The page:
User voted 6-9 years.
0 votes
Jul 14, 2016

It's practically meaningless to predict any pop culture phenomena past a few years. There's just too much change in society, people's interests, and in the way art is done to make such predictions meaningful. Big watershed games change everything: Doom got eclipsed by the later generations of first person shooters culminating in the watershed of Call of Duty; The Dark Knight defined action movies to a massive degree but Avengers brought blockbusters back to a more idealistic and Star Wars-type tone; and whatever one thinks of Twilight, it certainly influenced a generation of horror, romance and supernatural storytelling.

That having been said, a franchise as old as Call of Duty doesn't disappear. It may go into hiatus, but it will eventually be revived. As any Sonic fan can tell you, a franchise can survive for multiple console generations on the strength of a few beloved installments, even if the most beloved chapters of Sonic themselves actually may not hold up that well.

The big warning sign for the franchise is the juxtaposition between the response to Battlefield One and Call of Duty: Infinite Warfare. It can be difficult to gauge fan response to anything, and even here we have to bear in mind that a lot of people are likely to ultimately buy a game like CoD having not heard at all about the controversy. Still, this is the kind of era-defining moment: it should be telling Activision very loudly that their franchise is publicly perceived as stagnant, uncreative and uninteresting.

Worse, that kind of casual name-recognition buy is not a good thing for a franchise. Last night, I downloaded Pokemon Go. I haven't been into the Pokemon franchise to any real degree since the 1990s: the last time I beat a Pokemon game was probably on an emulator in the 2000s. I'm not at all a Pokefan, though I do appreciate a lot of the series' merits from a distance. But Pokemon Go is such a phenomenon that it excited me. There comes a point where something is just so big that participating in it helps you be part of the zeitgeist.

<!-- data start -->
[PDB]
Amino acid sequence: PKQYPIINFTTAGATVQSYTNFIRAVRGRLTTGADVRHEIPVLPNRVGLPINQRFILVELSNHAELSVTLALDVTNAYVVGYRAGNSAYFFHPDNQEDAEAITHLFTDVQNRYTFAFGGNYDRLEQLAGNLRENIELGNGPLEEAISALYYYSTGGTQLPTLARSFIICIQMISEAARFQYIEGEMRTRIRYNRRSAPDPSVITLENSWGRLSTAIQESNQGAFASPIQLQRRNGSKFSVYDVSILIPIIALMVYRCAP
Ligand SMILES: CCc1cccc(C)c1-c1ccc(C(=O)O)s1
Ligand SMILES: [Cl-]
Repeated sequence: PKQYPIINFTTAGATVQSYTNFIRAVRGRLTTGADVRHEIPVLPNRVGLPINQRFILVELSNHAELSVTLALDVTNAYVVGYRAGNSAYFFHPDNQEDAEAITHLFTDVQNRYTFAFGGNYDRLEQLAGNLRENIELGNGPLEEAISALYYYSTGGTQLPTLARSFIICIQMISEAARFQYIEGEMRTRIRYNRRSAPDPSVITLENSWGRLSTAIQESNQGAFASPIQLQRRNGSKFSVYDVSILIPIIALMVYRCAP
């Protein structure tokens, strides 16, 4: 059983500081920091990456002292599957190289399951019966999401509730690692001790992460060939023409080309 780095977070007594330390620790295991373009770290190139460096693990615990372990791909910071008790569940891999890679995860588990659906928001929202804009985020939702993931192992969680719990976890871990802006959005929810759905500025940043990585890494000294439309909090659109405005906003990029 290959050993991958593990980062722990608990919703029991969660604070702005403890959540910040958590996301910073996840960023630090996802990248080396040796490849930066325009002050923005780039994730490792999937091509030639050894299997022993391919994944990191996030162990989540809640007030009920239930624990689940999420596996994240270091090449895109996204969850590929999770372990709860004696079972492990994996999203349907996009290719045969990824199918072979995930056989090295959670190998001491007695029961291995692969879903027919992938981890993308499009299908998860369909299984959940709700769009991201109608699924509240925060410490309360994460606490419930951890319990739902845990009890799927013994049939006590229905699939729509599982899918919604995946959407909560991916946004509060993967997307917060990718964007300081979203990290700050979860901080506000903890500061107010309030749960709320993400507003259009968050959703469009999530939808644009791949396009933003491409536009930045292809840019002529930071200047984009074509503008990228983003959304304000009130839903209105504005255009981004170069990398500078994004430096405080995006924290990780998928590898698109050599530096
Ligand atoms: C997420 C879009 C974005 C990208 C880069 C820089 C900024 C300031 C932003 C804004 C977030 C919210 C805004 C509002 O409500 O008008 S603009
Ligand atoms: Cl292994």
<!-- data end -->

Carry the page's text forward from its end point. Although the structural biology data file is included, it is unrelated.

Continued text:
That's what game publishers want, and you need occasional games that are that big to keep a franchise's staying power. History is littered with franchises that were once some of the most iconic brands in gaming that are struggling or practically dead: Konami's lineup alone is practically a graveyard of some of the most influential and beloved properties in the whole history of gaming, and Mighty No. 9's abject failure to build off of the success of Mega Man 8 and 9 means that it will be very difficult for us to get a new Mega Man (which was, in the interest of full disclosure, my jam and a huge part of my childhood). Think about the last time there was a great TMNT game.

Unless Call of Duty does something as big as Infinity Ward originally did to the franchise, they're in real trouble. And they'll already be working from behind: Even if the game is a commercial success and redeems itself critically, people are already asking before this title is even out, "Will you be doing anything different with the next installment to justify me giving you my hard-earned money"?

I predicted 6-9 years as a result of this. CoD is just too big for it to run out anytime before then: it'll pump out at least a few more games no matter what. Beyond that, there are two scenarios: One where Activision goes back to the drawing board and finds something fresh to excite players; and one where Activision doesn't and Call of Duty becomes an also-ran.

Given Activision's history of running immensely popular properties into the ground (remember Guitar Hero and Tony Hawk?), I'm not holding my breath.

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